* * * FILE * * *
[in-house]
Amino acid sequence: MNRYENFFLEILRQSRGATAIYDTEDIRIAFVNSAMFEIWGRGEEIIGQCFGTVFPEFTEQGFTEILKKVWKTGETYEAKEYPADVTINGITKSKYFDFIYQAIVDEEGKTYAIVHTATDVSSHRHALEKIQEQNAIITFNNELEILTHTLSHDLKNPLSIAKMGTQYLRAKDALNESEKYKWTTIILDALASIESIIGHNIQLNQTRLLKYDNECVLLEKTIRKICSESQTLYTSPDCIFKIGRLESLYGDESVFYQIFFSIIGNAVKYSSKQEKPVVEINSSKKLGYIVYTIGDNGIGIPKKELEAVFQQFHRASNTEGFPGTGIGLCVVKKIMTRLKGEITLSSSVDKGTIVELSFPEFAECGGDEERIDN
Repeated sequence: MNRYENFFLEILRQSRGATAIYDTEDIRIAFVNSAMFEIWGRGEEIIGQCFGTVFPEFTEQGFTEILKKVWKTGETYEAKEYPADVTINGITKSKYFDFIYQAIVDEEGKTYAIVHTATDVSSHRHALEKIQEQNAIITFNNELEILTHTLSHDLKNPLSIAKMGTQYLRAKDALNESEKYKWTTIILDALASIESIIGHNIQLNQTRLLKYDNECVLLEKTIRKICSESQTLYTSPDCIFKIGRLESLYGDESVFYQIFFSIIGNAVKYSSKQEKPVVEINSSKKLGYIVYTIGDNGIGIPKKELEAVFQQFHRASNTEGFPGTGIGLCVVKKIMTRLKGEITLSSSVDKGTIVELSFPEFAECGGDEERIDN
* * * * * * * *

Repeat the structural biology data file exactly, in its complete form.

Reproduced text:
[in-house]
Amino acid sequence: MNRYENFFLEILRQSRGATAIYDTEDIRIAFVNSAMFEIWGRGEEIIGQCFGTVFPEFTEQGFTEILKKVWKTGETYEAKEYPADVTINGITKSKYFDFIYQAIVDEEGKTYAIVHTATDVSSHRHALEKIQEQNAIITFNNELEILTHTLSHDLKNPLSIAKMGTQYLRAKDALNESEKYKWTTIILDALASIESIIGHNIQLNQTRLLKYDNECVLLEKTIRKICSESQTLYTSPDCIFKIGRLESLYGDESVFYQIFFSIIGNAVKYSSKQEKPVVEINSSKKLGYIVYTIGDNGIGIPKKELEAVFQQFHRASNTEGFPGTGIGLCVVKKIMTRLKGEITLSSSVDKGTIVELSFPEFAECGGDEERIDN
Repeated sequence: MNRYENFFLEILRQSRGATAIYDTEDIRIAFVNSAMFEIWGRGEEIIGQCFGTVFPEFTEQGFTEILKKVWKTGETYEAKEYPADVTINGITKSKYFDFIYQAIVDEEGKTYAIVHTATDVSSHRHALEKIQEQNAIITFNNELEILTHTLSHDLKNPLSIAKMGTQYLRAKDALNESEKYKWTTIILDALASIESIIGHNIQLNQTRLLKYDNECVLLEKTIRKICSESQTLYTSPDCIFKIGRLESLYGDESVFYQIFFSIIGNAVKYSSKQEKPVVEINSSKKLGYIVYTIGDNGIGIPKKELEAVFQQFHRASNTEGFPGTGIGLCVVKKIMTRLKGEITLSSSVDKGTIVELSFPEFAECGGDEERIDN